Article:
The inability of the static shower head type of prilling apparatus to provide independent control of size and distribution of the drops delivered thereby has resulted in the general adoption of a centrifugal bucket type of prilling apparatus wherein prill size has been effected by factors which control distribution. In this centrifugal type of apparatus, as used in the past, the distributor is bucket-shaped and is rotated by a central shaft attached to the bottom of the bucket. Holes are drilled in the side wall of the bucket and melt added to the bucket is discharged radially by centrifugal force. As jets of melt leave the holes, the velocity of a jet with respect to the tower is the resultant of the velocity of the jet with respect to the bucket and the velocity of the periphery of the bucket with respect to the tower. When the diameter of a bucket is made the same at the top and the bottom, the peripheral velocity of holes at the top and bottom would be the same but, on account of the difference in height, the centrifugal force at the bottom would be greater than the force at the top so the velocity of the jets leaving the holes would be greater at the bottom than at the top, causing a longer travel from the bottom than from the top. This would result not only in bad distribution but upper streams of melt would cross the paths of lower streams and cause collisions to produce offsize prills. To avoid acrossthe stream flow, it was customary to make the bottom of the bucket with a smaller diameter than the diameter of the top. When the difierence in diameters caused a slope of the bucket side to exceed about 11 degrees, melt would wet the outside of the bucket and by centrifugal force travel up the outside to the top edge where it would be thrown off as a mist, or, with greater angles, as a sheet, to form dust and particles not suitable for the finished product.
A very serious disadvantage of the sloping sided bucket as used in the past is that drops are formed under one set of conditions of peripheral and centrifugal forces at the top and widely different conditions at the bottom. It is known that high peripheral velocities tend to produce smaller sized drops but with peripheral velocities above about 15 feet per second, an increase in the hole size tends to cause the jet to break into drops of all sizes. High peripheral velocities are required at the top of the conventional sloping sided bucket in order to distribute prills to the walls of the prilling tower but low velocities are needed to distribute prills toward the center of the tower. Bcause of the limitation on the useful slope of the bucket, it was not possible to distribute over an area greater than about 70% of the tower area, and this required employment of velocities which cause wide variation in prill size.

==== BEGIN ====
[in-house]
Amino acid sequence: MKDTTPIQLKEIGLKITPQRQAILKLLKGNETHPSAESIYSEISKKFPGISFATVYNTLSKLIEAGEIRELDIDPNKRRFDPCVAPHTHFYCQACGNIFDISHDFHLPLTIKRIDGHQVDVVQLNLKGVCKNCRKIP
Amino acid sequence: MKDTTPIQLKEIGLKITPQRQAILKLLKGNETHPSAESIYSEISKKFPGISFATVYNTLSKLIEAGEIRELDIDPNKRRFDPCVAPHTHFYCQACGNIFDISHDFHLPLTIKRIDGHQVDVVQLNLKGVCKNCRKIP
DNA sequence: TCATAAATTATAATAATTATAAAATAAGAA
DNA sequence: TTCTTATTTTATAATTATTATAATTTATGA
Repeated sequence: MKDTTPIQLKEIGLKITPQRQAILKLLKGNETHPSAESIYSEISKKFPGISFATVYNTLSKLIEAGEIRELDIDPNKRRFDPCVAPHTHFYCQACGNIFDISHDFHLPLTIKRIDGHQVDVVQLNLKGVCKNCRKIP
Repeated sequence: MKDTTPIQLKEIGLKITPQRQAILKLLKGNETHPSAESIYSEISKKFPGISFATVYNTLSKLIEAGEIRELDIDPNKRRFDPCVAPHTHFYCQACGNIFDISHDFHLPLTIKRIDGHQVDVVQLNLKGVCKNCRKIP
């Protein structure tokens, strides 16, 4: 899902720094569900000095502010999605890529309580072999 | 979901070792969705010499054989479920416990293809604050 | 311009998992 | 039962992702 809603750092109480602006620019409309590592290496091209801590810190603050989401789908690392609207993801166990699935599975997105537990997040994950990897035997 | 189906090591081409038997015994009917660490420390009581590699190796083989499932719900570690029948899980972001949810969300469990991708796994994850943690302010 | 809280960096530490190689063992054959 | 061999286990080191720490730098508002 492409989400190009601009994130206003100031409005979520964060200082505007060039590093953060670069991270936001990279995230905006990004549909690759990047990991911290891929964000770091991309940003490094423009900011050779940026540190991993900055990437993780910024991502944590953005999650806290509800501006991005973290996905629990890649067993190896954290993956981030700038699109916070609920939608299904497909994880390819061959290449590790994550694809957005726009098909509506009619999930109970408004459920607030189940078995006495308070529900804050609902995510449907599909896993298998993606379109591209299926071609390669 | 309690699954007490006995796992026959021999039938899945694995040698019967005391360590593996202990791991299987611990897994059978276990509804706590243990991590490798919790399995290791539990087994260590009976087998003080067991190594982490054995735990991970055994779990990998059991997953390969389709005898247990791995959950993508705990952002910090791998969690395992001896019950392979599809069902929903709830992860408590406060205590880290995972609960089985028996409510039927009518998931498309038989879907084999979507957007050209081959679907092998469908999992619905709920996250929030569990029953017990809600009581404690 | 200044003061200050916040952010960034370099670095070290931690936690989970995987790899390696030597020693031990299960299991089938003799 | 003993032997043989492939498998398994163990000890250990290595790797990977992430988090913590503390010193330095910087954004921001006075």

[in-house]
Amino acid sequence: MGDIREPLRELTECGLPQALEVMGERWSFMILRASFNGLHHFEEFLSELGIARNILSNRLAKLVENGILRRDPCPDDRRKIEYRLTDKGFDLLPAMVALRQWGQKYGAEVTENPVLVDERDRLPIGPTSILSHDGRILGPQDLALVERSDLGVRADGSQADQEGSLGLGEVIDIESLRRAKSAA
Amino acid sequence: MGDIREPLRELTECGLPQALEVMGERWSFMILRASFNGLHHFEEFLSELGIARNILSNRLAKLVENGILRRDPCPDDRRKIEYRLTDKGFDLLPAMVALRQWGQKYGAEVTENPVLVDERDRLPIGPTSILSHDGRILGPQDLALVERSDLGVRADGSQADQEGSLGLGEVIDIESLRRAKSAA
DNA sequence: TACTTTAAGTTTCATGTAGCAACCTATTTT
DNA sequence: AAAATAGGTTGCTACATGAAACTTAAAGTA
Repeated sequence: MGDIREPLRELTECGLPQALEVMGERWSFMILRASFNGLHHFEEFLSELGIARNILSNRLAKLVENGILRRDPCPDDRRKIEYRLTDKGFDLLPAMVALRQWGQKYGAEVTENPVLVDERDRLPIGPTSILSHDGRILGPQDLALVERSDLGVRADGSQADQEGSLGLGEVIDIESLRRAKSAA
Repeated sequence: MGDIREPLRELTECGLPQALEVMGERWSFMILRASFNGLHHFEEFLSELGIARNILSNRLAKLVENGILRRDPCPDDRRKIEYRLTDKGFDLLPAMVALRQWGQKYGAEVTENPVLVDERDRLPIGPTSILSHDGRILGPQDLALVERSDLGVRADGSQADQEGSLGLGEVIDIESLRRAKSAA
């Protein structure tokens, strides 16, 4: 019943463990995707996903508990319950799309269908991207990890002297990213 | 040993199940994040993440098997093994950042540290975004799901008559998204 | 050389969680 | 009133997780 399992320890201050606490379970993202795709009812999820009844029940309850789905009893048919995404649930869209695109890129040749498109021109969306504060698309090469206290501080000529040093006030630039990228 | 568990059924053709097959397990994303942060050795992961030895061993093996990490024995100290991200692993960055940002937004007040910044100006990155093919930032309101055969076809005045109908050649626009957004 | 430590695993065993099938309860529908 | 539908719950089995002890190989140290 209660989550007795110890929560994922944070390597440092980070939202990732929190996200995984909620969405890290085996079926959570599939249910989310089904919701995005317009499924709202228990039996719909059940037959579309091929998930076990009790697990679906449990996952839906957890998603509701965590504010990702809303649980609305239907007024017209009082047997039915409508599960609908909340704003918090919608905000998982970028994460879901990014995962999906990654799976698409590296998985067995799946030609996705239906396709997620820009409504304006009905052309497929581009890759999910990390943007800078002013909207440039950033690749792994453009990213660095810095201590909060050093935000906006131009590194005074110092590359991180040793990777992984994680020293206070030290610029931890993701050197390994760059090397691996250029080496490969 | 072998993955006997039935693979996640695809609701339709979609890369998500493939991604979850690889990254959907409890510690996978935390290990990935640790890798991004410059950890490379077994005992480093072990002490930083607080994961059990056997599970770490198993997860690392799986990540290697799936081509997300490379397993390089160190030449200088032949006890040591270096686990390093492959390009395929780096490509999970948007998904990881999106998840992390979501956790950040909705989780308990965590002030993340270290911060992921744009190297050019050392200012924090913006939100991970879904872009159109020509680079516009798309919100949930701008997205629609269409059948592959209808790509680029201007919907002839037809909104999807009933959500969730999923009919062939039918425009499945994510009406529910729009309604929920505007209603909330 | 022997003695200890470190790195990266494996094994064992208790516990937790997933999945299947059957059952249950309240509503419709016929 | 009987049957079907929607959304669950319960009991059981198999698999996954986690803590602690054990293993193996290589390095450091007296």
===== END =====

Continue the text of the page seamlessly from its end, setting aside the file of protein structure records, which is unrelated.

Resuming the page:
I have discovered that is possible to overcome the disadvantages, referred to above, that have been inherent in the use of the static shower head typeof prilling apparatus and in the past centrifugal bucket type of prilling apparatus by means of a distributor mounted for rotation about a perpendicular axis and having a side wall provided with rows of holes through which the melt may be expelled through centrifugal force in jets, the disposltion of the holes in the distributor wall being such that the angles at which the expelled jets of melt leave the rotating distributor are so adjusted as to cause those jets to travel at different but related velocities with respect to the prilling tower:
I have found that, when melt is discharged from a rotating centrifugal distributor, advantage can be taken of the fact that the force with which it is discharged and the distance of its horizontal travel in the prilling tower are dependent upon the resultant of its combined jet and peripheral velocities; and this resultant velocity is, in turn, a function of the direction in which the melt is discharged from the rotating distributor. When a jet of melt is discharged from a conventional bucket-type distributor, the angle formed by the line along which it emerges and the tangent, at the point of emergence, to the circle described by the wall of the bucket as it rotates (which I shall refer to herein as the angle of discharge) is a right angle. When the jet is discharged along a line that is directed toward the direction of rotation of the distributor, so that the size of the angle of discharge is decreased, the resultant velocity of the jet is correspondingly increased. Conversely, when the jet is discharged along a line that is directed away from the direction of rotation of the distributor, so that the size of the angle of discharge is increased, the resultant velocity of the jet is correspondingly decreased. Accordingly, in the practice of my invention, the drops that are to be solidified into prills are formed by expelling the melt through holes extending through the wall of a centrifugal distributor along lines located at spaced horizontal planes and the sets of drops expelled from the holes along the respective planes are distributed over related sets of adjacent concentric annular areas by progressively decreasing the travel velocities of the respective sets, through variations in the magnitudes of the angles of discharge of the melt from the distributor, from a minimum for the set of drops from the highest plane to a maximum for the set of drops from the lowest plane. As a consequence, the prills that I produce are of more uniform size than those that have been made in the past, build-up in the prilling tower is reduced, and, during their formation, my prills are uniformly distributed over the total cross-sectional area of the prilling tower.